Furthermore, communicating effectively is essential to nursing practice. Good communication skills underpin the processes involved in assessment, care planning and the development of a therapeutic relationship between nurse and patient (Arnold 1999).Communication can, therefore be described as the lynchpin of nursing action (Miller 2002). It could also be viewed as the basic tool for the development of nurse patient relationships (Miller 2002), Research evidence suggests that effective leadership, good interpersonal skills and effective management style can contribute to a better learning and working environment (Wicke 2004; Tomey 2000; Hargie et al 1994; Wondrak 1998; Arnold and Bog 2003).
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Type 1 diabetes is therefore treated with insulin, (insulin was discovered in 1922 by Banting and Best). Type 1 diabetes is a catabolic disorder characterised by a lack of insulin, raised blood glucose levels and a breakdown of body fats and proteins. The lack of insulin in the body of type 1 patients means they are prone to the development of Ketoacidosis, (Porth, 2002). Type 2 diabetes usually develops when the body no longer produces adequate insulin or when the body resists insulin action. This resistance to insulin stimulates further insulin secretion from the Beta cells to overcome the demand to maintain a normoglycemic state. Over time the response from the Beta cells declines due to exhaustion.
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Nursing is a caring discipline, although the role of the nurse changed dramatically over the centuries
(Ellis and Hartlay, 2000: 165) However, caring and curing is not the only important task for the nurse. He or she also participates in health promotion, for example educating clients about health and the prevention of infirmity. In today's society, nursing takes place in many different contexts including patients' homes, communities, hospitals, schools or rehabilitation facilities and is involved in a range of different health care activities. The work of a nurse can reach from primary health care to tertiary care and encompasses a central role in ensuring the highest standards of health care in different environments. Nurses today have an immense responsibility in association with working in a diversity of different health care settings.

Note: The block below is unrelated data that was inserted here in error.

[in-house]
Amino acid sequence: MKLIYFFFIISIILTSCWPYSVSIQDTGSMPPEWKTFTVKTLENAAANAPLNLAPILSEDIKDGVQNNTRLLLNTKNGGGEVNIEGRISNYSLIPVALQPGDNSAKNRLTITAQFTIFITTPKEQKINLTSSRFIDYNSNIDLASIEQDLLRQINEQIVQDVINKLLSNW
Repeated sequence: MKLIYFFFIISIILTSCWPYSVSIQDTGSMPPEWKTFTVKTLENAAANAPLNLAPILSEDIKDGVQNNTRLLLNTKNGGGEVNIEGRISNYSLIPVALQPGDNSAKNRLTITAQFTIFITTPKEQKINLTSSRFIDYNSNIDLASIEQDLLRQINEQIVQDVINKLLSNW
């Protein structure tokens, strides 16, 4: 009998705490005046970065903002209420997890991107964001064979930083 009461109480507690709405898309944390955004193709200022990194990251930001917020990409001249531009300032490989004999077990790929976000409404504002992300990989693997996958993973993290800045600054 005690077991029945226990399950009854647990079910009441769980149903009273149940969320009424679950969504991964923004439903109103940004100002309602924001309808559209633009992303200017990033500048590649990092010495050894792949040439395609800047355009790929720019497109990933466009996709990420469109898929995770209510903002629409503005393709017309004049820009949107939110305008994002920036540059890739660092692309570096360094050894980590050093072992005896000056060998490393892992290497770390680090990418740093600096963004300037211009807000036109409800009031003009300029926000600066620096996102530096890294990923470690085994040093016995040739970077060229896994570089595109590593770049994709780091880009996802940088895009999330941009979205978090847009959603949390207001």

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In these situations it is the job of the nurse to help the client become empowered. As with becoming healthy, clients must empower themselves, as the client has the maximum impact on their life and health (Kuokkanen & Leino-Kipi, 2000). Nurses can only help, by creating a sense of client self-worth, and supporting the process by providing knowledge (empirical, aesthetic, ethical, personal), and skill. (Dam & Nyatanga, 2002). A nurses goal in a client empowering situation, is the well-being of the client, except in this situation the mindset is not "I must get the patient to regain health", the mindset is, "I must help the client regain health" with this mindset the nurse enters into a collaborative relationship with the client, where the client plays the part of an equal partner and, an active (receiving/giving information)